Although it can seem unlikely that you will ever need to know this stuff, imagine what it would be like to watch somebody die because you don't know basic stuff that you could have learned at a couple of evening classes. Now imaging taking a couple of 2-3 hour classes, and knowing what to do in an emergency, and saving someone's life. Less than 10 years ago, I had to give my infant daughter mouth-to-mouth resuscitation after she stopped breathing. Because I had taken first aid as a 14 year old Boy Scout, I knew how to resuscitate an infant (you cover mouth and nose with your mouth), and possibly saved her life. I am sure glad that I had a basic understanding of what to do--at least enough to keep her alive until the ambulance got there. Sign up for a class. Give up an evening or afternoon (or two) to learn these basic skills. You may just save a life. And it may be someone you love.

Wednesday, March 03, 2010


Over the last few months, I have been upgrading some of our websites' login systems. Today I updated the login system of old internal site that some users still use to update stuff. The login system that worked great on our newer web apps, wouldn't load the login screen on the old system. Here is the order of operations:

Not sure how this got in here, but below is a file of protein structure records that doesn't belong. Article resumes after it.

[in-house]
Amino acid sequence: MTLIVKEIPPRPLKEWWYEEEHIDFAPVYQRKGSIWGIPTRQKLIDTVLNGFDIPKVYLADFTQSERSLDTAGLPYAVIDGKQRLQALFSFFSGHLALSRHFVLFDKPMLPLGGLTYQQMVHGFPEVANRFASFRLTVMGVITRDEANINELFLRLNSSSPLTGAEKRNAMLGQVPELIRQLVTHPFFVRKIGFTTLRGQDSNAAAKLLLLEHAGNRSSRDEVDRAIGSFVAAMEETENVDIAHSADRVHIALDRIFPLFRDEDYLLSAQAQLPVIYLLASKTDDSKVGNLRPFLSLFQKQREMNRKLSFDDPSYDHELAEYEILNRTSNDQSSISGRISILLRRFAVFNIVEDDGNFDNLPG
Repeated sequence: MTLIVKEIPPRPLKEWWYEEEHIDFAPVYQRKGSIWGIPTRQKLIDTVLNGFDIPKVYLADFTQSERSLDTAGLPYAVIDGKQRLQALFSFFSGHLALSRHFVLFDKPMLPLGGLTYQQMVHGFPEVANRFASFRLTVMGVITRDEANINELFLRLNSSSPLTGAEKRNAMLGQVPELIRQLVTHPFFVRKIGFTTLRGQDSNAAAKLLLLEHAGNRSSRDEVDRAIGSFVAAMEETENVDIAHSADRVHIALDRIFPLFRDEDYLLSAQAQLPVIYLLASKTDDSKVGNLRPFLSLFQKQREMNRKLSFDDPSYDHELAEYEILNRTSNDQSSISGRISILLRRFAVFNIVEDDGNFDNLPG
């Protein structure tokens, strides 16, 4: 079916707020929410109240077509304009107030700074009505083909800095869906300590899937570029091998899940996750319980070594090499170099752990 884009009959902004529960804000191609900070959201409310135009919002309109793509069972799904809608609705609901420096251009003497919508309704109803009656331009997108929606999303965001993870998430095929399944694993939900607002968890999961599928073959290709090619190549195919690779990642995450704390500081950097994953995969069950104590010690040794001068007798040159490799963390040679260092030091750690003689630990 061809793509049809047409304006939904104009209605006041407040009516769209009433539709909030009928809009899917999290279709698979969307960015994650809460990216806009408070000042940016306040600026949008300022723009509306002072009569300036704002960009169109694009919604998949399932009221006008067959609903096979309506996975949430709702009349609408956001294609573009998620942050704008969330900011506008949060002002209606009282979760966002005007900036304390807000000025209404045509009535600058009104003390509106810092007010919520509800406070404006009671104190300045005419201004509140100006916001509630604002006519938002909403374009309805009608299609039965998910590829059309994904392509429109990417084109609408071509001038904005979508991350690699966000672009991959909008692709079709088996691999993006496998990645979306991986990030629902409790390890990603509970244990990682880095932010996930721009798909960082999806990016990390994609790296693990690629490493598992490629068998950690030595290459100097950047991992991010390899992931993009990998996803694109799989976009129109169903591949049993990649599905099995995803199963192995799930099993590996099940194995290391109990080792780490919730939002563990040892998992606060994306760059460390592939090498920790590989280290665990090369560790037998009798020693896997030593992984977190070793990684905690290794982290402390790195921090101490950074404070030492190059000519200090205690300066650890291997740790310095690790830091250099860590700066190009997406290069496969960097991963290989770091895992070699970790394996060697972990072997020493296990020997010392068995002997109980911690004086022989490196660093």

• Main Page starts with style sheets, javascript & ajax library, starting body tag, etc.
  • Login Management Custom Tag occurs in middle of page, between begin and end body tags.
  • Login Management Custom Tag launches login cfwindow, navigates window to login form.
  • End of page winds things down, includes closing body tag.
Everything here works great in Firefox (of course), and on our newer Ajax-driven apps it works in IE. However, on this old, not-very-ajaxy website, IE 8 shows the cfwindow appears, and then breaks on the navigate saying: "HTML Parsing Error: Unable to modify the parent container element before the child element is closed (KB927917); Line: 0; Char: 0; Code: 0". Pretty mysterious.

So, lots of searching, and I found this helpful post:

and additionally this helpful post:

So, I tried moving my custom tag to the end of the page, outside of the body tag, and that worked great. From what I can tell, the cfwindow, or maybe the ColdFusion.navigate was trying to add elements to the body of the page, before the body had closed.

Whether or not the reason provided above is exactly correct, it makes some sense. After all, our new, ajaxy websites launch the cfwindow from within a container (usually cfdiv), meaning that the main-page's body tag has closed before the cfwindow ever tries to load.

In any case, whether my diagnosis is right or wrong, the medicine worked. This one was a tricky one, so I thought that I would share it with the world.